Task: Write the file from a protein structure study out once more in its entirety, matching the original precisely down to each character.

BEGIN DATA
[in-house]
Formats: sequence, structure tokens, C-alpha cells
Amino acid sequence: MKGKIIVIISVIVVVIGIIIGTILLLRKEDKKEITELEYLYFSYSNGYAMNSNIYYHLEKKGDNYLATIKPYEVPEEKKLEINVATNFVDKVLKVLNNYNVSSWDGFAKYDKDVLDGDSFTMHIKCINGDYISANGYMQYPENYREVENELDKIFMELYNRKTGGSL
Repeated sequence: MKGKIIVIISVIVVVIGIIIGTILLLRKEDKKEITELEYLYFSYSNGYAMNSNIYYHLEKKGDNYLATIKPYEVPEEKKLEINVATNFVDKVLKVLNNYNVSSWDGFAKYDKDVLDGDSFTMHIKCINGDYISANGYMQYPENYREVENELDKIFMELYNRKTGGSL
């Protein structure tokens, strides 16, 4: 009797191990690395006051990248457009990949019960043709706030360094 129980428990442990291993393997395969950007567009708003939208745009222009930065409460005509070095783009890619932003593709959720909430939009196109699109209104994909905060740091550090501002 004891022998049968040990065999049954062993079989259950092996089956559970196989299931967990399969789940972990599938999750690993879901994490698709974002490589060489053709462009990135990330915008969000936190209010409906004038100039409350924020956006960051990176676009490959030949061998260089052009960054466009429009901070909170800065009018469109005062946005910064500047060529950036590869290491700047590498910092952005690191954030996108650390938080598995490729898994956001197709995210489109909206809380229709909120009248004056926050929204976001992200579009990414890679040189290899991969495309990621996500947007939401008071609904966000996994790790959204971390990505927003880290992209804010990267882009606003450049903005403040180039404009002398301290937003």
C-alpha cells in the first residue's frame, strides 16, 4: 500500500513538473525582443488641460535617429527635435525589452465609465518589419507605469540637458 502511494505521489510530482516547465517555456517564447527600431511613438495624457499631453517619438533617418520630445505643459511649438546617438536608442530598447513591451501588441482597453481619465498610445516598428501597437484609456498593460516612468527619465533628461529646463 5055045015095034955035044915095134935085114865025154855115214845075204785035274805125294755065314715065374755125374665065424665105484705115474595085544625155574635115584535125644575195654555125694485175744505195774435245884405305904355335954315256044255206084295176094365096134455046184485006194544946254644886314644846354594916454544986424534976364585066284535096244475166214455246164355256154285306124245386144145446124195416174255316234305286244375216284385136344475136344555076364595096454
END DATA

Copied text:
[in-house]
Formats: sequence, structure tokens, C-alpha cells
Amino acid sequence: MKGKIIVIISVIVVVIGIIIGTILLLRKEDKKEITELEYLYFSYSNGYAMNSNIYYHLEKKGDNYLATIKPYEVPEEKKLEINVATNFVDKVLKVLNNYNVSSWDGFAKYDKDVLDGDSFTMHIKCINGDYISANGYMQYPENYREVENELDKIFMELYNRKTGGSL
Repeated sequence: MKGKIIVIISVIVVVIGIIIGTILLLRKEDKKEITELEYLYFSYSNGYAMNSNIYYHLEKKGDNYLATIKPYEVPEEKKLEINVATNFVDKVLKVLNNYNVSSWDGFAKYDKDVLDGDSFTMHIKCINGDYISANGYMQYPENYREVENELDKIFMELYNRKTGGSL
């Protein structure tokens, strides 16, 4: 009797191990690395006051990248457009990949019960043709706030360094 129980428990442990291993393997395969950007567009708003939208745009222009930065409460005509070095783009890619932003593709959720909430939009196109699109209104994909905060740091550090501002 004891022998049968040990065999049954062993079989259950092996089956559970196989299931967990399969789940972990599938999750690993879901994490698709974002490589060489053709462009990135990330915008969000936190209010409906004038100039409350924020956006960051990176676009490959030949061998260089052009960054466009429009901070909170800065009018469109005062946005910064500047060529950036590869290491700047590498910092952005690191954030996108650390938080598995490729898994956001197709995210489109909206809380229709909120009248004056926050929204976001992200579009990414890679040189290899991969495309990621996500947007939401008071609904966000996994790790959204971390990505927003880290992209804010990267882009606003450049903005403040180039404009002398301290937003």
C-alpha cells in the first residue's frame, strides 16, 4: 500500500513538473525582443488641460535617429527635435525589452465609465518589419507605469540637458 502511494505521489510530482516547465517555456517564447527600431511613438495624457499631453517619438533617418520630445505643459511649438546617438536608442530598447513591451501588441482597453481619465498610445516598428501597437484609456498593460516612468527619465533628461529646463 5055045015095034955035044915095134935085114865025154855115214845075204785035274805125294755065314715065374755125374665065424665105484705115474595085544625155574635115584535125644575195654555125694485175744505195774435245884405305904355335954315256044255206084295176094365096134455046184485006194544946254644886314644846354594916454544986424534976364585066284535096244475166214455246164355256154285306124245386144145446124195416174255316234305286244375216284385136344475136344555076364595096454